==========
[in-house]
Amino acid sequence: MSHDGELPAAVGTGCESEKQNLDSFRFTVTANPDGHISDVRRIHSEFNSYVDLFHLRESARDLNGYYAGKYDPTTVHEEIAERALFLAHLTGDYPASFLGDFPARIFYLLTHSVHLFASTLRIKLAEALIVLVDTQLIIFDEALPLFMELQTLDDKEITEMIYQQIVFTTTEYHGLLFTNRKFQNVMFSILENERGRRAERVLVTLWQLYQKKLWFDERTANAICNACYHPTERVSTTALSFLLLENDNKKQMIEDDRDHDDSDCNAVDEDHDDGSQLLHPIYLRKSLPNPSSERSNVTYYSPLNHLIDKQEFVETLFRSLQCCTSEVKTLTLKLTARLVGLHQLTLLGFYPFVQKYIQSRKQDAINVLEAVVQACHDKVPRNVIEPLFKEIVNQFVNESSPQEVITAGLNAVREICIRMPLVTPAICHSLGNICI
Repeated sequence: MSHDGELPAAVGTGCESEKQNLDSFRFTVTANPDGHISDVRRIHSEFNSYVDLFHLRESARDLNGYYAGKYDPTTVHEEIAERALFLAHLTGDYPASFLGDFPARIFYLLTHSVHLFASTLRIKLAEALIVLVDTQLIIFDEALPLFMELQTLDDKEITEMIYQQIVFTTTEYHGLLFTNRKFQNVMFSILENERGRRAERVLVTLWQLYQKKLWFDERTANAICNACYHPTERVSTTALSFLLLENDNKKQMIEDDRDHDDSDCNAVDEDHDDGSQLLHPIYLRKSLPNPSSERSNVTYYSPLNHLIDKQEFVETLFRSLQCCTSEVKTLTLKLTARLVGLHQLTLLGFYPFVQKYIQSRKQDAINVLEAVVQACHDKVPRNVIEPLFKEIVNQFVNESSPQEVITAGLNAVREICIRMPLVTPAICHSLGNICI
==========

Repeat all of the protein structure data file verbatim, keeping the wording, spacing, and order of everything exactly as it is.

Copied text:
[in-house]
Amino acid sequence: MSHDGELPAAVGTGCESEKQNLDSFRFTVTANPDGHISDVRRIHSEFNSYVDLFHLRESARDLNGYYAGKYDPTTVHEEIAERALFLAHLTGDYPASFLGDFPARIFYLLTHSVHLFASTLRIKLAEALIVLVDTQLIIFDEALPLFMELQTLDDKEITEMIYQQIVFTTTEYHGLLFTNRKFQNVMFSILENERGRRAERVLVTLWQLYQKKLWFDERTANAICNACYHPTERVSTTALSFLLLENDNKKQMIEDDRDHDDSDCNAVDEDHDDGSQLLHPIYLRKSLPNPSSERSNVTYYSPLNHLIDKQEFVETLFRSLQCCTSEVKTLTLKLTARLVGLHQLTLLGFYPFVQKYIQSRKQDAINVLEAVVQACHDKVPRNVIEPLFKEIVNQFVNESSPQEVITAGLNAVREICIRMPLVTPAICHSLGNICI
Repeated sequence: MSHDGELPAAVGTGCESEKQNLDSFRFTVTANPDGHISDVRRIHSEFNSYVDLFHLRESARDLNGYYAGKYDPTTVHEEIAERALFLAHLTGDYPASFLGDFPARIFYLLTHSVHLFASTLRIKLAEALIVLVDTQLIIFDEALPLFMELQTLDDKEITEMIYQQIVFTTTEYHGLLFTNRKFQNVMFSILENERGRRAERVLVTLWQLYQKKLWFDERTANAICNACYHPTERVSTTALSFLLLENDNKKQMIEDDRDHDDSDCNAVDEDHDDGSQLLHPIYLRKSLPNPSSERSNVTYYSPLNHLIDKQEFVETLFRSLQCCTSEVKTLTLKLTARLVGLHQLTLLGFYPFVQKYIQSRKQDAINVLEAVVQACHDKVPRNVIEPLFKEIVNQFVNESSPQEVITAGLNAVREICIRMPLVTPAICHSLGNICI